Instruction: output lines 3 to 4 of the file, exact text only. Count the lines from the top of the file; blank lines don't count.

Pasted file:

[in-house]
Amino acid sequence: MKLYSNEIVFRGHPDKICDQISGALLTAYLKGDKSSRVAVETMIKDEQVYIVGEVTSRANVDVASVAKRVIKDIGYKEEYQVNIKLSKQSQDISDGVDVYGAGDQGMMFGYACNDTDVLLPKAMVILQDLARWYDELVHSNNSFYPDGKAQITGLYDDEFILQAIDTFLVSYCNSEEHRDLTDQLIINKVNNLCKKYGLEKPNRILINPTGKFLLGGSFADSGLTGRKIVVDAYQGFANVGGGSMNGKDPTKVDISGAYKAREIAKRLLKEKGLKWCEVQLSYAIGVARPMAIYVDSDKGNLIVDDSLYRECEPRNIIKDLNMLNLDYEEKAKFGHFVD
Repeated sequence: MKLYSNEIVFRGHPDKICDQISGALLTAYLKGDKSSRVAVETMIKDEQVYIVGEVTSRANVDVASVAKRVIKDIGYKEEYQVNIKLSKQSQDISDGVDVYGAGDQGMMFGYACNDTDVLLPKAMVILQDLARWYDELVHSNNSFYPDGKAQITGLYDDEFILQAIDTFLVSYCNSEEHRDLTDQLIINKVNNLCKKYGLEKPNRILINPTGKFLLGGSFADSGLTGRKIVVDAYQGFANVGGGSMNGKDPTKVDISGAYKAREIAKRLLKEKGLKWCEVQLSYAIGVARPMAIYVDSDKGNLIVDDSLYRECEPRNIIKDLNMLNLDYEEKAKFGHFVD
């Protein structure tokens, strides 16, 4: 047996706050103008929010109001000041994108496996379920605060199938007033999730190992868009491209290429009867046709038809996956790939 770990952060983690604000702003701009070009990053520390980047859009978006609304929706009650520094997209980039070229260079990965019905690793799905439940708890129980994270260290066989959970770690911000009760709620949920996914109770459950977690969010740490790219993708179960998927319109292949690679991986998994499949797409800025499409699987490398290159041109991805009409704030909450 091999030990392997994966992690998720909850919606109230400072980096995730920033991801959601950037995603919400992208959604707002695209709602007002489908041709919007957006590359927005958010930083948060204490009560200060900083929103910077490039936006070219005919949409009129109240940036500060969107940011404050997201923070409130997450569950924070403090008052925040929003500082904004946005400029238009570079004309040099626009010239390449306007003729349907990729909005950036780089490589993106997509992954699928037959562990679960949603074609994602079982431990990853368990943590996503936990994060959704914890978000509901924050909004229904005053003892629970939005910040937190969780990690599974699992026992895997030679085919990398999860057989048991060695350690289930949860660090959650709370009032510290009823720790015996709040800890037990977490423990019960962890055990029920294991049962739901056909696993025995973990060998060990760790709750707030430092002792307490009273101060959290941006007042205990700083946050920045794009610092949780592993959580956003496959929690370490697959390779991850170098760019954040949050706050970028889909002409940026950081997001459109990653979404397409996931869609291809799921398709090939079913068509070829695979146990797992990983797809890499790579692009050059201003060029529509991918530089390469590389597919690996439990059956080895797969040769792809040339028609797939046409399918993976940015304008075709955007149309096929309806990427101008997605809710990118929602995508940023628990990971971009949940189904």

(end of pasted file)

Repeated sequence: MKLYSNEIVFRGHPDKICDQISGALLTAYLKGDKSSRVAVETMIKDEQVYIVGEVTSRANVDVASVAKRVIKDIGYKEEYQVNIKLSKQSQDISDGVDVYGAGDQGMMFGYACNDTDVLLPKAMVILQDLARWYDELVHSNNSFYPDGKAQITGLYDDEFILQAIDTFLVSYCNSEEHRDLTDQLIINKVNNLCKKYGLEKPNRILINPTGKFLLGGSFADSGLTGRKIVVDAYQGFANVGGGSMNGKDPTKVDISGAYKAREIAKRLLKEKGLKWCEVQLSYAIGVARPMAIYVDSDKGNLIVDDSLYRECEPRNIIKDLNMLNLDYEEKAKFGHFVD
């Protein structure tokens, strides 16, 4: 047996706050103008929010109001000041994108496996379920605060199938007033999730190992868009491209290429009867046709038809996956790939 770990952060983690604000702003701009070009990053520390980047859009978006609304929706009650520094997209980039070229260079990965019905690793799905439940708890129980994270260290066989959970770690911000009760709620949920996914109770459950977690969010740490790219993708179960998927319109292949690679991986998994499949797409800025499409699987490398290159041109991805009409704030909450 091999030990392997994966992690998720909850919606109230400072980096995730920033991801959601950037995603919400992208959604707002695209709602007002489908041709919007957006590359927005958010930083948060204490009560200060900083929103910077490039936006070219005919949409009129109240940036500060969107940011404050997201923070409130997450569950924070403090008052925040929003500082904004946005400029238009570079004309040099626009010239390449306007003729349907990729909005950036780089490589993106997509992954699928037959562990679960949603074609994602079982431990990853368990943590996503936990994060959704914890978000509901924050909004229904005053003892629970939005910040937190969780990690599974699992026992895997030679085919990398999860057989048991060695350690289930949860660090959650709370009032510290009823720790015996709040800890037990977490423990019960962890055990029920294991049962739901056909696993025995973990060998060990760790709750707030430092002792307490009273101060959290941006007042205990700083946050920045794009610092949780592993959580956003496959929690370490697959390779991850170098760019954040949050706050970028889909002409940026950081997001459109990653979404397409996931869609291809799921398709090939079913068509070829695979146990797992990983797809890499790579692009050059201003060029529509991918530089390469590389597919690996439990059956080895797969040769792809040339028609797939046409399918993976940015304008075709955007149309096929309806990427101008997605809710990118929602995508940023628990990971971009949940189904």